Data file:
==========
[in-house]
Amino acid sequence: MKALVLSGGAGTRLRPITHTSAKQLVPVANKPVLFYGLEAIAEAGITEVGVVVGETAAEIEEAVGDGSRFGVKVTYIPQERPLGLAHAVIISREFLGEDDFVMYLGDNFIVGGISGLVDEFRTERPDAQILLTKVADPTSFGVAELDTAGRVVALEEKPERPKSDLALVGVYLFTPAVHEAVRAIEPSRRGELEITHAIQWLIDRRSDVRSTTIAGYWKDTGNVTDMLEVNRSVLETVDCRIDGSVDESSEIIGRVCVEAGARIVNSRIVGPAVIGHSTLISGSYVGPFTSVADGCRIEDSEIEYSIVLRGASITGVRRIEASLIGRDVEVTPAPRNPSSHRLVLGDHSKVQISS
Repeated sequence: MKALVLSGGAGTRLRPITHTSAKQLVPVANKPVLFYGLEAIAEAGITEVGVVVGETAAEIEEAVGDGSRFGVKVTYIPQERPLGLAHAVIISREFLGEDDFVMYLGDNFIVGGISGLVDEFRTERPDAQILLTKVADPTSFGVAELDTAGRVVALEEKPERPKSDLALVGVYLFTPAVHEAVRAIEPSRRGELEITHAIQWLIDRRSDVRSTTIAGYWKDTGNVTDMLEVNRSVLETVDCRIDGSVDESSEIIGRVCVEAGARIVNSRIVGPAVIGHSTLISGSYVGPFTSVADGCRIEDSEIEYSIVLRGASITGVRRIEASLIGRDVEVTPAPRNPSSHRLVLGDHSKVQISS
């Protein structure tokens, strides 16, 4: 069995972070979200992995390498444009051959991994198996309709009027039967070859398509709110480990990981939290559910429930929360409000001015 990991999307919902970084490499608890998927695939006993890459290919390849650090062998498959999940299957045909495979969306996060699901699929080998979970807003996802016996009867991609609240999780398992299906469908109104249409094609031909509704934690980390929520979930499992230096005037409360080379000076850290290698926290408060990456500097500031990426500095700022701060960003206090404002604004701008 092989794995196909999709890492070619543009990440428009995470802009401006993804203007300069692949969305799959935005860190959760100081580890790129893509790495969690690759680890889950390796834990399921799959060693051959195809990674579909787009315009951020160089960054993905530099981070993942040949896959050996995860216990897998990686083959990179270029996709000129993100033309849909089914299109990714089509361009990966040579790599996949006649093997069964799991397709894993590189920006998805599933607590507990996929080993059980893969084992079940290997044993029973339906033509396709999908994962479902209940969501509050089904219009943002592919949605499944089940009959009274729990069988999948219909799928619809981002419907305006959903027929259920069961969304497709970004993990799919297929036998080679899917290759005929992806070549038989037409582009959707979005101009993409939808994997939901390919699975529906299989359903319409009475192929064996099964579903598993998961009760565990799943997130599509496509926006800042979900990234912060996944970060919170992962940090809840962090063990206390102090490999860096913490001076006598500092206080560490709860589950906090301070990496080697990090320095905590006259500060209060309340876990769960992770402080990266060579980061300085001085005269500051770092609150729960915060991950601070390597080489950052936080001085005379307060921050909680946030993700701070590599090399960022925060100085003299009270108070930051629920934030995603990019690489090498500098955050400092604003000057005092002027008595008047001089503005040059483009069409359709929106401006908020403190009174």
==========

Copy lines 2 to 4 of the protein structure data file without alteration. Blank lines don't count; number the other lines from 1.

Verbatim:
Amino acid sequence: MKALVLSGGAGTRLRPITHTSAKQLVPVANKPVLFYGLEAIAEAGITEVGVVVGETAAEIEEAVGDGSRFGVKVTYIPQERPLGLAHAVIISREFLGEDDFVMYLGDNFIVGGISGLVDEFRTERPDAQILLTKVADPTSFGVAELDTAGRVVALEEKPERPKSDLALVGVYLFTPAVHEAVRAIEPSRRGELEITHAIQWLIDRRSDVRSTTIAGYWKDTGNVTDMLEVNRSVLETVDCRIDGSVDESSEIIGRVCVEAGARIVNSRIVGPAVIGHSTLISGSYVGPFTSVADGCRIEDSEIEYSIVLRGASITGVRRIEASLIGRDVEVTPAPRNPSSHRLVLGDHSKVQISS
Repeated sequence: MKALVLSGGAGTRLRPITHTSAKQLVPVANKPVLFYGLEAIAEAGITEVGVVVGETAAEIEEAVGDGSRFGVKVTYIPQERPLGLAHAVIISREFLGEDDFVMYLGDNFIVGGISGLVDEFRTERPDAQILLTKVADPTSFGVAELDTAGRVVALEEKPERPKSDLALVGVYLFTPAVHEAVRAIEPSRRGELEITHAIQWLIDRRSDVRSTTIAGYWKDTGNVTDMLEVNRSVLETVDCRIDGSVDESSEIIGRVCVEAGARIVNSRIVGPAVIGHSTLISGSYVGPFTSVADGCRIEDSEIEYSIVLRGASITGVRRIEASLIGRDVEVTPAPRNPSSHRLVLGDHSKVQISS
């Protein structure tokens, strides 16, 4: 069995972070979200992995390498444009051959991994198996309709009027039967070859398509709110480990990981939290559910429930929360409000001015 990991999307919902970084490499608890998927695939006993890459290919390849650090062998498959999940299957045909495979969306996060699901699929080998979970807003996802016996009867991609609240999780398992299906469908109104249409094609031909509704934690980390929520979930499992230096005037409360080379000076850290290698926290408060990456500097500031990426500095700022701060960003206090404002604004701008 092989794995196909999709890492070619543009990440428009995470802009401006993804203007300069692949969305799959935005860190959760100081580890790129893509790495969690690759680890889950390796834990399921799959060693051959195809990674579909787009315009951020160089960054993905530099981070993942040949896959050996995860216990897998990686083959990179270029996709000129993100033309849909089914299109990714089509361009990966040579790599996949006649093997069964799991397709894993590189920006998805599933607590507990996929080993059980893969084992079940290997044993029973339906033509396709999908994962479902209940969501509050089904219009943002592919949605499944089940009959009274729990069988999948219909799928619809981002419907305006959903027929259920069961969304497709970004993990799919297929036998080679899917290759005929992806070549038989037409582009959707979005101009993409939808994997939901390919699975529906299989359903319409009475192929064996099964579903598993998961009760565990799943997130599509496509926006800042979900990234912060996944970060919170992962940090809840962090063990206390102090490999860096913490001076006598500092206080560490709860589950906090301070990496080697990090320095905590006259500060209060309340876990769960992770402080990266060579980061300085001085005269500051770092609150729960915060991950601070390597080489950052936080001085005379307060921050909680946030993700701070590599090399960022925060100085003299009270108070930051629920934030995603990019690489090498500098955050400092604003000057005092002027008595008047001089503005040059483009069409359709929106401006908020403190009174």